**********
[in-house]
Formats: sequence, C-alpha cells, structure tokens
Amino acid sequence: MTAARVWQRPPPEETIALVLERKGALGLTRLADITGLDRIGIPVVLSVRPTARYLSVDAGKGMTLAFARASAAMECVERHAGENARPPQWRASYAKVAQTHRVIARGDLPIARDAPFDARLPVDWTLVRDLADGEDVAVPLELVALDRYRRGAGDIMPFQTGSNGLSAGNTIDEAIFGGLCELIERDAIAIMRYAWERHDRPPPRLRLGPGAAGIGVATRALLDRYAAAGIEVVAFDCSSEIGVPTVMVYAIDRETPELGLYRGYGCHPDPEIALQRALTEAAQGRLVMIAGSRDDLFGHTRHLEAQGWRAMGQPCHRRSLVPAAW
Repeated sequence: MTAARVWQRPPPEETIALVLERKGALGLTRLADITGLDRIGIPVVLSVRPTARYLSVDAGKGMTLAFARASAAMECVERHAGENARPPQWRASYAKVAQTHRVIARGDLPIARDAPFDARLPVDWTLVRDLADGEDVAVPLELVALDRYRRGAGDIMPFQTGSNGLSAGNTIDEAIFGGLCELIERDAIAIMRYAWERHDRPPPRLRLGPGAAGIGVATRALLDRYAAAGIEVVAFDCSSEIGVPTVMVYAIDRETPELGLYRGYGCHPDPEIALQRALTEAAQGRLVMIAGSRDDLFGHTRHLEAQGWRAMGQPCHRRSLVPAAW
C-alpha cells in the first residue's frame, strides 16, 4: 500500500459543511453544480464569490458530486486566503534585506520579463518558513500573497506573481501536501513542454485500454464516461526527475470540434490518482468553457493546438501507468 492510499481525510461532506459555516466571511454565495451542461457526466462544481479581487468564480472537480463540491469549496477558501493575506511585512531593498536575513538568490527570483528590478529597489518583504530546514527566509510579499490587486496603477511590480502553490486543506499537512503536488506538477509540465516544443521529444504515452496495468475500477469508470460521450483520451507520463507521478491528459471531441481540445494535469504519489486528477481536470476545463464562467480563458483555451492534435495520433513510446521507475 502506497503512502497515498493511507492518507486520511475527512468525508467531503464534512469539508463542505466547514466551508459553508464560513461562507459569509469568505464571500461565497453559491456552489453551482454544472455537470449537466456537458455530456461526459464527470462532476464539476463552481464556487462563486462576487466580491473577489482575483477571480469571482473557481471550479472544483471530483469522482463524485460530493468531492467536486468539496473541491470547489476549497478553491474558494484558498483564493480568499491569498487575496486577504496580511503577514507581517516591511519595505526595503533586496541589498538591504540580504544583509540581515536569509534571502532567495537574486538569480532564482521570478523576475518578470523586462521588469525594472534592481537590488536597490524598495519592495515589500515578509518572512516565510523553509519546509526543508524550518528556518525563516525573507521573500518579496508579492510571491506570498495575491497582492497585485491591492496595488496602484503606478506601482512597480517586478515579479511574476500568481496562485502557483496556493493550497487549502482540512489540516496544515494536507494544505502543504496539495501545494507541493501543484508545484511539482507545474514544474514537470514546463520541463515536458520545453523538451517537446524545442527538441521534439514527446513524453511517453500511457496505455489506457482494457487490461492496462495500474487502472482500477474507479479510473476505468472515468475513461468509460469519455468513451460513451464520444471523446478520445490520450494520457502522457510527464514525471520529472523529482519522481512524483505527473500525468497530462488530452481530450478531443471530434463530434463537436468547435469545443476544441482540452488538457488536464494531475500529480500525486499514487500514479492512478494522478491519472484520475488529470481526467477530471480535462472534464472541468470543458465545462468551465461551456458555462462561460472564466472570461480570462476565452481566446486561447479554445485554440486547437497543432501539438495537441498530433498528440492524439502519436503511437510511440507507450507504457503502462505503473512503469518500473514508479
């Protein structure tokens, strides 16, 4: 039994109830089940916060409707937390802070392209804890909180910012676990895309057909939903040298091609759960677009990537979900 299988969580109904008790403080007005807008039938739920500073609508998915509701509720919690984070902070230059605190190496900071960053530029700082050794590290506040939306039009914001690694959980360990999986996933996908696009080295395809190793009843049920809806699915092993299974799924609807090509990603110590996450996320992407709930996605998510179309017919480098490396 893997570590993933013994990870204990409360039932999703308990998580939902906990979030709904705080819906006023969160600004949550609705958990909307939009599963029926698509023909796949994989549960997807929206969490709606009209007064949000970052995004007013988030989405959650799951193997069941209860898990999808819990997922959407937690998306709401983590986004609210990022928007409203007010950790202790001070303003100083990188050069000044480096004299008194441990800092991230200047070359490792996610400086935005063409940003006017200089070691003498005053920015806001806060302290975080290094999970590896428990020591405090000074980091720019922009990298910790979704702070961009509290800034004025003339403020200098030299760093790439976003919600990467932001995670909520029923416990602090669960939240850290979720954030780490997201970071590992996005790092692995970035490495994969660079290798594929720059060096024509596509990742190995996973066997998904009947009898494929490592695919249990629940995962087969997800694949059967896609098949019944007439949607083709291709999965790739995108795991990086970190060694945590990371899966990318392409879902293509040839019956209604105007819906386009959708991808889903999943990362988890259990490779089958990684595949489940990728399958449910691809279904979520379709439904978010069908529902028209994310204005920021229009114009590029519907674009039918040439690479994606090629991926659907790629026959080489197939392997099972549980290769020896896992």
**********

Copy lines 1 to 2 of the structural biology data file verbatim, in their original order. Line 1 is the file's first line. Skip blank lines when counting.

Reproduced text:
[in-house]
Formats: sequence, C-alpha cells, structure tokens